- Creating Kanju: The 10-part Series (Introduction)
- Creating Kanju (Part 1: Getting off the Ground)
- Creating Kanju (Part 2: Storm Before the Calm, Lagos, Nigeria)
- Creating Kanju (Part 3: Nollywood, Nigeria)
- Creating Kanju (Part 4: Nollywood directs 360)
- Creating Kanju (Part 5: Makoko MacGuyvering)
- Creating Kanju (Part 6: It’s Not Chaos, It’s Idumota)
- Creating Kanju (Part 7: Lagos Life)
- Creating Kanju (Part 8: Rwanda Healing)
- Creating Kanju (Part 9: Obama in VR, Nairobi)
- Creating Kanju (Part 10: Sunset / Sunrise)
Part Two: The Storm Before the Calm (Lagos, Nigeria)
Arriving in Lagos, Nigeria
As we walk out of the plane into a dilapidated airport where not a single white person is in sight, we get stopped immediately past immigration. A random, non-official man has taken our vaccination books and declared them invalid. Well, he’s declared the three white people’s books invalid. Jenn, who has African-American and Chinese roots is somehow fine to proceed even though all our books say the same thing. Our guide who met us at the gate tells us the only way we can get in is to pay the man. Our first bribe.
I already have a 360fly out and filming as Dan takes control of the situation. It is so small and unusual that no one really takes notice of the camera. The negotiation is a charade of walking back and forth between where we’re standing and the other side of the room where Dan is speaking to a table surrounded by people who need to be paid. Dan offers, they counter and ask for more, he considers it and walks back to us and finally returns to them with the amount demanded. And I’m rolling on the whole thing. $50 and 15 minutes later, we’re in. We are passed from our guide to another person who will escort us through security and to our car.
I’ve traveled all over the world on various productions. One of the first things I love to do in any country is learn two key words: Hello and Thank You. There are four major languages in Nigeria.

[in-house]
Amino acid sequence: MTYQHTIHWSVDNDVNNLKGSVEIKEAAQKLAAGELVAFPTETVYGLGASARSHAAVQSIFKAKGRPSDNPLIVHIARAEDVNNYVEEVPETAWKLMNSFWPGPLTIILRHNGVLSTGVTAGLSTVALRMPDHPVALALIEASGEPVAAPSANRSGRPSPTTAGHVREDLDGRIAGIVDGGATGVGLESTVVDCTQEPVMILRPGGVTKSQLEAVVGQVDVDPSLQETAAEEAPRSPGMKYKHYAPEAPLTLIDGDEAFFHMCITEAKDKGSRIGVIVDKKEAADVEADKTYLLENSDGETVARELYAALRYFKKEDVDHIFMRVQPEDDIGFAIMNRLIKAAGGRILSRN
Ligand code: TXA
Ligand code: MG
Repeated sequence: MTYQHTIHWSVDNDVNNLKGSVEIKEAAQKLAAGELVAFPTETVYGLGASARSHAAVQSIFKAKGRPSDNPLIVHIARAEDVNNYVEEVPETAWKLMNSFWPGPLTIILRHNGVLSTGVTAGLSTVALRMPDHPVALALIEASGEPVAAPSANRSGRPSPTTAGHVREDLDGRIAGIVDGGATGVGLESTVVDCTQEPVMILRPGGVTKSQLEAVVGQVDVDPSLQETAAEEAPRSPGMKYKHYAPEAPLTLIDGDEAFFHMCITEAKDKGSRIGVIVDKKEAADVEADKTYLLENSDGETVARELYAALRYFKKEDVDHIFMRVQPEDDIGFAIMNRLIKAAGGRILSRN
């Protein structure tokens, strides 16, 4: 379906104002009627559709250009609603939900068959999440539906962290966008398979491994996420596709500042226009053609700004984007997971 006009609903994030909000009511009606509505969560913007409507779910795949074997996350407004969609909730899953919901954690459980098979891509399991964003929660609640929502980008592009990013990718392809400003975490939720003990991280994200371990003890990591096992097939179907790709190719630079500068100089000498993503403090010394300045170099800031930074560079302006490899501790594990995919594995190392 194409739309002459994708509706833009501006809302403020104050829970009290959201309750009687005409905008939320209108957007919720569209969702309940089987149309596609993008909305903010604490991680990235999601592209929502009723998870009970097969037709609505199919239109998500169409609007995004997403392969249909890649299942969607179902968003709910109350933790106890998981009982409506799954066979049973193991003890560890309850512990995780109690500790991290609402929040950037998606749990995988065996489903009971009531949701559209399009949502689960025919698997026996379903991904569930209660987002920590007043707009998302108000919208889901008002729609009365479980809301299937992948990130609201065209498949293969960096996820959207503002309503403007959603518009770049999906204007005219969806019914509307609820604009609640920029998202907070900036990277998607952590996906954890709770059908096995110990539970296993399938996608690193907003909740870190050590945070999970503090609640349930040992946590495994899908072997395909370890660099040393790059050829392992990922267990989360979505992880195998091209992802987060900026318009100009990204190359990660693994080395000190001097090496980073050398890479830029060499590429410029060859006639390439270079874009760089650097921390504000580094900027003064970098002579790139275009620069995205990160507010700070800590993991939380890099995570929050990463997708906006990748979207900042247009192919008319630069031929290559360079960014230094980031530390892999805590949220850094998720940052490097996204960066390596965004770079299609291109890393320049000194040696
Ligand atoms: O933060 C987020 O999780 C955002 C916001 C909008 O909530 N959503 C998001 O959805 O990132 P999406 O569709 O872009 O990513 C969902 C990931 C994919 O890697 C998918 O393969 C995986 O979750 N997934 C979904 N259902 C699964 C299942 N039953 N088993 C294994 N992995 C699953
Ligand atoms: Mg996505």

The ones we learn are:
Howfah – hello
O-Shey – thank you
We arrive to the hotel as the sun is setting in Lagos. Quick food and then it’s time to set up the workflow. Refill the battery on the laptop. Offload the 360fly footage and recharge it. Format the 4Tb drive. Formatting seems to be an issue. I try to format the hard drive for Mac & PC using exFAT. The quick set-up isn’t working. Let’s go the long way. I leave it running overnight in one of the few hotels in Lagos where they guarantee power and set my alarm clock for 2 hours before everyone else so I can check it and correct it if there are still problems.
When I wake up, I check the for had failed. Apparently, when I turned off the lights in the hotel room, the entire power shuts down. I get the bad feeling that learning the hard way is going to be the name of the game on this trip. Ultimately my Windows experience comes back to me and I use the command prompt to format the 4Tb to PC. We’ll have to leave it there because it’s time to leave.
Eke has arrived at the hotel on time – something we’ve been warned will likely never happen in Lagos due to the insane traffic issues. The first thing I test in the van – where we’ll be spending most of our time in Lagos – is the power inverter. Which works brilliantly.
The Name is Bond
Our first interviewee is Bond. Bond Emeruwa, a famous Nollywood director. at the Orchid Bistro. This is going to be a straight up HD interview. After a tea and some small talk about 360 filmmaking, I show Bond the Ricoh Theta. We take a picture with the Theta and I show him the spherical image on my iPhone. What happens next is my favorite part of filming in 360: the sheer amazement on his face when we swipe left and right to rotate the image. “Wow. Wow!” No other words are needed.
The forecast has rain every single day in Lagos while we are there. I’m eyeing the threatening clouds while Dan interviews Bond, Aaron rolls on the 5D, and Jenn monitors sound. After an hour or so, we are ready to pack up and see what we can get in VR at our next location with Bond: The National Theatre.